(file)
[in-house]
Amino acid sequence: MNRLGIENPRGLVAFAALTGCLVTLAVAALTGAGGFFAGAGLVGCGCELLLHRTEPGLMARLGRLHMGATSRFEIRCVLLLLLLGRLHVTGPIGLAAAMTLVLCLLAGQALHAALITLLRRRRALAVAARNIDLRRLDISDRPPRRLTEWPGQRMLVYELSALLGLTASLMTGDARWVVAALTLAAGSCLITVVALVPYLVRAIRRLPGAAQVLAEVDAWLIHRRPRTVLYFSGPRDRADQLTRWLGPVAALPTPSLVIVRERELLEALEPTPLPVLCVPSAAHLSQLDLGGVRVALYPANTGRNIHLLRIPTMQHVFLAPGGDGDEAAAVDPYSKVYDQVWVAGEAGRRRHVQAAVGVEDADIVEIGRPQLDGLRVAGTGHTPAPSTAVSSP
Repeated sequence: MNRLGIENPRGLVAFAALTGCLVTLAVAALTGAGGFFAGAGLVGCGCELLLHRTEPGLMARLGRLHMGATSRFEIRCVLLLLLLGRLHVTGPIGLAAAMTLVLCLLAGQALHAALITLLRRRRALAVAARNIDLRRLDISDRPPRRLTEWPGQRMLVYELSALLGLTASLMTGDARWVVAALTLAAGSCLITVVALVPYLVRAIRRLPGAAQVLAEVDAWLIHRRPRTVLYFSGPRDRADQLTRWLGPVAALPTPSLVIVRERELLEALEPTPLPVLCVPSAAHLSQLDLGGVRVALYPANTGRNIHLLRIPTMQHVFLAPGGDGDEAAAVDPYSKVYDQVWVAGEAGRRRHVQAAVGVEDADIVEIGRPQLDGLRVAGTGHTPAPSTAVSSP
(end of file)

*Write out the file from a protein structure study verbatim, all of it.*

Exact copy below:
[in-house]
Amino acid sequence: MNRLGIENPRGLVAFAALTGCLVTLAVAALTGAGGFFAGAGLVGCGCELLLHRTEPGLMARLGRLHMGATSRFEIRCVLLLLLLGRLHVTGPIGLAAAMTLVLCLLAGQALHAALITLLRRRRALAVAARNIDLRRLDISDRPPRRLTEWPGQRMLVYELSALLGLTASLMTGDARWVVAALTLAAGSCLITVVALVPYLVRAIRRLPGAAQVLAEVDAWLIHRRPRTVLYFSGPRDRADQLTRWLGPVAALPTPSLVIVRERELLEALEPTPLPVLCVPSAAHLSQLDLGGVRVALYPANTGRNIHLLRIPTMQHVFLAPGGDGDEAAAVDPYSKVYDQVWVAGEAGRRRHVQAAVGVEDADIVEIGRPQLDGLRVAGTGHTPAPSTAVSSP
Repeated sequence: MNRLGIENPRGLVAFAALTGCLVTLAVAALTGAGGFFAGAGLVGCGCELLLHRTEPGLMARLGRLHMGATSRFEIRCVLLLLLLGRLHVTGPIGLAAAMTLVLCLLAGQALHAALITLLRRRRALAVAARNIDLRRLDISDRPPRRLTEWPGQRMLVYELSALLGLTASLMTGDARWVVAALTLAAGSCLITVVALVPYLVRAIRRLPGAAQVLAEVDAWLIHRRPRTVLYFSGPRDRADQLTRWLGPVAALPTPSLVIVRERELLEALEPTPLPVLCVPSAAHLSQLDLGGVRVALYPANTGRNIHLLRIPTMQHVFLAPGGDGDEAAAVDPYSKVYDQVWVAGEAGRRRHVQAAVGVEDADIVEIGRPQLDGLRVAGTGHTPAPSTAVSSP